A biased adenosine A1R agonist elicits analgesia without cardiorespiratory depression

Mark J. Wall, Emily Hill, Robert Huckstepp, Kerry Barkan, Giuseppe Deganutti, Michele Leuenberger, Barbara Preti, Ian Winfield, Haifeng Wei, Wendy Imlach, Eve Dean, Cherise Hume, Stephanie Hayward, Jess Oliver, Fei-Yue Zhao, David Spanswick, Christopher A. Reynolds, Martin Lochner, Graham Ladds, Bruno G. Frenguelli

Research output: Working paper/PreprintPreprint


The development of therapeutic agonists for G protein-coupled receptors (GPCRs) is hampered by the propensity of GPCRs to couple to multiple signalling pathways. This promiscuous coupling leads to numerous downstream cellular effects, some of which are therapeutically undesirable. This is especially the case for adenosine A1 receptors (A1Rs) whose clinical potential is undermined by the sedation and cardiorespiratory depression caused by conventional agonists. We have discovered that the A1R-selective agonist, BnOCPA, is a potent and powerful analgesic but does not cause sedation, bradycardia, hypotension or respiratory depression. This unprecedented discrimination between native A1Rs arises from BnOCPA’s unique and exquisitely biased activation of Gob among the six Gαi/o subtypes, and in the absence of β-arrestin recruitment. BnOCPA thus demonstrates a hitherto unknown Gα-selective activation of the native A1R, sheds new light on the fundamentals of GPCR signalling, and reveals new possibilities for the development of novel therapeutics based on the far-reaching concept of biased agonism.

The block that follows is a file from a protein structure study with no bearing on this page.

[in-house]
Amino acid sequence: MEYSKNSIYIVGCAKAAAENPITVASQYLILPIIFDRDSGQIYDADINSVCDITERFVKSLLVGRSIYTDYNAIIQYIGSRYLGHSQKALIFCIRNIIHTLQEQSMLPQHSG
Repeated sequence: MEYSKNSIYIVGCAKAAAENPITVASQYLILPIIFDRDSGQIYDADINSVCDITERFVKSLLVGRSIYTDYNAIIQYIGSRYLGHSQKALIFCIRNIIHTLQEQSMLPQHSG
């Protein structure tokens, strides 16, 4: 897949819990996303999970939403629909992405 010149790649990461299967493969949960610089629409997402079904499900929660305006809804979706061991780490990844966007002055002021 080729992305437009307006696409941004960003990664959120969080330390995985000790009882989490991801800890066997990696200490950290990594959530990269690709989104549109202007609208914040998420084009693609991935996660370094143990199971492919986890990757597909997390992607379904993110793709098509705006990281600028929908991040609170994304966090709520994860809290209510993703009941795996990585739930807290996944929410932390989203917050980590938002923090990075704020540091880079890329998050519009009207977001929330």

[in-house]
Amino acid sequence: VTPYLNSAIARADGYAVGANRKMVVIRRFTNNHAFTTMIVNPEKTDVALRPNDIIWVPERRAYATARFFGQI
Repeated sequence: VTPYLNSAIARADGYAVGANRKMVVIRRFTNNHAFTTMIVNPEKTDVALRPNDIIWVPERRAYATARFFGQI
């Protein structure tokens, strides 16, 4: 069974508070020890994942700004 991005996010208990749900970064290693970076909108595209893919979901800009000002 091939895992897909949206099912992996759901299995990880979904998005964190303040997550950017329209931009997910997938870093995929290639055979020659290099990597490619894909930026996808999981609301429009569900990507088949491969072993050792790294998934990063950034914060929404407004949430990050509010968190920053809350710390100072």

Original languageEnglish
Publication statusPublished - 5 Apr 2020
Externally publishedYes


Dive into the research topics of 'A biased adenosine A1R agonist elicits analgesia without cardiorespiratory depression'. Together they form a unique fingerprint.

Cite this